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Interventions After TAVR May Benefit Some With Mitral Regurgitation

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  1. The Good Doctor

    The Good Doctor Golden Member

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    Percutaneous edge-to-edge mitral-valve repair (PMVR) may improve prognosis in patients with continuing mitral regurgitation (MR) following transcatheter aortic-valve replacement (TAVR), but further study is required, according to an international group of researchers.

    The prevalence of significant MR in patients undergoing TAVR is about 25%, Dr. Guy Witberg of Rabin Medical Center, in Petach-Tikva, Israel, and colleagues note in JACC: Cardiovascular Interventions. Although the MR grade will improve following the procedure in about half of these patients, its continued presence after TAVR is tied to higher mortality.

    PMVR, the authors add, has shown a high procedural success rate, and is associated with a significant improvement in MR grade and NYHA class up to one year of follow-up.

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    To help assess the prognostic effect of residual MR following TAVR and the potential impact of PMVR, the researchers examined registry data on more than 7,300 patients. At baseline, 27% had significant MR, which persisted in 56% after TAVR.

    Four-year mortality was 44% in patients with MR persistence versus 35% in those with MR regression after TAVR; it was 32% in those without significant baseline MR.

    To examine the possible effect of a staged TAVR along with PMVR the team assembled a propensity-score-matched cohort involving 91 pairs of patients with significant MR persistence following TAVR who did or did not undergo PMVR.

    The staged mitral intervention was associated with a better functional class through one year with 82% of these patients achieving NYHA I/II compared to 33% of those who did not undergo PMVR (P<0.001). Four-year mortality was numerically lower (in patients who had the intervention, but the difference was not significant (38% vs. 65%, P=0.097).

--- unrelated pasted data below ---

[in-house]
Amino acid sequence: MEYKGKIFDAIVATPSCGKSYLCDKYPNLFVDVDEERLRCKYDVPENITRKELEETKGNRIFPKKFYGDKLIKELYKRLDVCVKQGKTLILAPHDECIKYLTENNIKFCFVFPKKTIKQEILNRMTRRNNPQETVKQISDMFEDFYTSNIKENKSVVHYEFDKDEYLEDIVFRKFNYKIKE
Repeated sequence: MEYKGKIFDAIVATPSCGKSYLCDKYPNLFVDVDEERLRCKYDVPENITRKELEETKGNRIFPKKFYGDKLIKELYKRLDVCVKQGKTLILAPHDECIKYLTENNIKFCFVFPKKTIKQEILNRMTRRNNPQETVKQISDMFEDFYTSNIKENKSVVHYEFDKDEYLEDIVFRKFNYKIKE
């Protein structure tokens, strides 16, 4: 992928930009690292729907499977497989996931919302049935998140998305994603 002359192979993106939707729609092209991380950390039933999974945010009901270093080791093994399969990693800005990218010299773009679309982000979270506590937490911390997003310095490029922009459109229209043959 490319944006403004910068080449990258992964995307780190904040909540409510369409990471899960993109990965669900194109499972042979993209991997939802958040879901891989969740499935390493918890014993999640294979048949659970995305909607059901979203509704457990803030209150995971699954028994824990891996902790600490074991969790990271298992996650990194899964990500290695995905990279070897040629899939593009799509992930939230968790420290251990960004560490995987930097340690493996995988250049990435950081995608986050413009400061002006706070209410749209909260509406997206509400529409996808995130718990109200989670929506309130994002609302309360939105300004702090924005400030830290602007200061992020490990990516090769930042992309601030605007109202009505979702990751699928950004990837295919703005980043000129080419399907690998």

"These patients may benefit from a staged transcatheter mitral intervention, but this requires further proof from future studies," the researchers conclude.

    Dr. Hani Jneid of Baylor College of Medicine, in Houston, Texas, who coauthored an accompanying editorial, told Reuters Health by email, "Mixed valve disease always represents a diagnostic and therapeutic challenge. The registry data by Witberg and colleagues provides important insights regarding the treatment of MR after TAVR."

    "Based on their data," he added, "clinicians should reassess MR severity post-TAVR and in those patients with significant pre-procedural MR who did not show improvement while on optimal guideline-directed medical therapies - approximately 55% - a staged (mitral-valve repair) procedure is reasonable."

    Dr. Witberg did not respond to requests for comment.

    —David Douglas

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